Combat Digital Eye Strain With Powerful Food Combinations For Healthy Vision
The modern digital era means endless hours spent staring at screens — computer, tablet or phone — making eye health a growing area of medical concern.
Approximately 10 million Americans suffer from macular degeneration, and that number is set to rise exponentially in the next few years. Some experts believe that delaying the onset and progression of the condition can be found in a diet rich in eye-healthy nutrients.
A new cookbook, "Eat Right For Your Sight," aims to boost healthy vision with its recipes pairing potent food combinations. Co-authored by medical expert Johanna Seddon, M.D., Sc.M., founding director of the Ophthalmic Epidemiology and Genetics Service at the New England Eye Center, Tufts Medical Center in Boston, and cookbook author Jennifer Trainer Thompson in collaboration with The American Macular Degeneration Foundation, each recipe in the book has been chemically analyzed to ensure the proper combination of eye-healthy nutrients.
"Good food combinations include foods with the nutrients lutein and zeaxanthin, and vitamins C, E, and zinc," says Seddon. The doctor cites an example: a salad with baby spinach, walnuts, dried cranberries or mandarin oranges, balsamic vinegar and olive oil, broiled salmon spiced with curry, tarragon or dill and some pepper and lemon slices.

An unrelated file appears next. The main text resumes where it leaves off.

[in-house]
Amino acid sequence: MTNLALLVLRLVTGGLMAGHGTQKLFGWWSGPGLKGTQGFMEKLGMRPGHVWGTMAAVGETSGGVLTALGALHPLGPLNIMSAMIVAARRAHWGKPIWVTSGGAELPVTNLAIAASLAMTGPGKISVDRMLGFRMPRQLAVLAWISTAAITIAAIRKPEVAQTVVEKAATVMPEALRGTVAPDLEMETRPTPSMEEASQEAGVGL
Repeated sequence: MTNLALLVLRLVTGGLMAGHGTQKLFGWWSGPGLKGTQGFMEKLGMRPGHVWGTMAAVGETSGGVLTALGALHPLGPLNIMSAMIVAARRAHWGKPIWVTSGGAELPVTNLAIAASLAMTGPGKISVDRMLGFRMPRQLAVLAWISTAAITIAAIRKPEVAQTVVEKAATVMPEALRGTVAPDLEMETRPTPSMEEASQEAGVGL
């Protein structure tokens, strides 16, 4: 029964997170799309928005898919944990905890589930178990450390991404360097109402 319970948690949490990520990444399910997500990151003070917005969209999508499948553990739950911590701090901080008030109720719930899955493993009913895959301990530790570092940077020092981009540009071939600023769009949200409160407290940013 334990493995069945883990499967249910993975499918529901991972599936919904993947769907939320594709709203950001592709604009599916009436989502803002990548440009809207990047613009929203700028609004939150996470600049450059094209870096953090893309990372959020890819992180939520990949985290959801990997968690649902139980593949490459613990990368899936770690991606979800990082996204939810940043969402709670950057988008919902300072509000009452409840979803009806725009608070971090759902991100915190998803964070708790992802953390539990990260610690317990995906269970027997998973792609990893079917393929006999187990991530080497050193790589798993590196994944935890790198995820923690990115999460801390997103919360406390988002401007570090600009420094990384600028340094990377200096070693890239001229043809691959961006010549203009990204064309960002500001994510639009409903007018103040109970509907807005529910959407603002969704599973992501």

Other eye-healthy food combos include:
Avocado and grapefruit: The vitamins in grapefruit are fat-soluble, so the presence of fat actually helps the body absorb the vitamins.
Broccoli rabe and pine nuts: The fat in the nuts helps the body absorb the nutrients found in broccoli rabe.
Lentils and red pepper: Lentils are iron-rich and need to be paired with Vitamin C to increase the absorption of iron.
Spinach and lemon/orange/tomatoes or strawberries: Vitamin C increases the body's absorption of iron found in plant-based foods like spinach.
According to Seddon, foods rich in nutrients such as lutein and zeaxanthin (called carotenoids) were first found to reduce risk of advanced macular degeneration in research from 1986 to 1992, published in the Journal of The American Medical Association in 1994.
In the same study, the doctor notes that they discovered for the first time a beneficial association with dietary intake of omega 3 fatty acids, found in fish as well as nuts.
"These results were first reported at the Association for Vision and Research in Ophthalmology meeting in 1994 and later published in the peer-reviewed Ophthalmology journals. A clinical trial of supplements showed beneficial effects of vitamins C, E and zinc."
So, is the secret to stronger, healthier vision found in your kitchen? Try out these food pairings for yourself and see what happens. After all, there's nothing to lose, as a diet abundant in healthy fats and fresh produce has proven time and time again to maintain optimum health.
Photo: Courtesy Jason Houston | Eat Right For Your Sight, © American Macular Degeneration Foundation, 2014. Reprinted by permission of the publisher, The Experiment.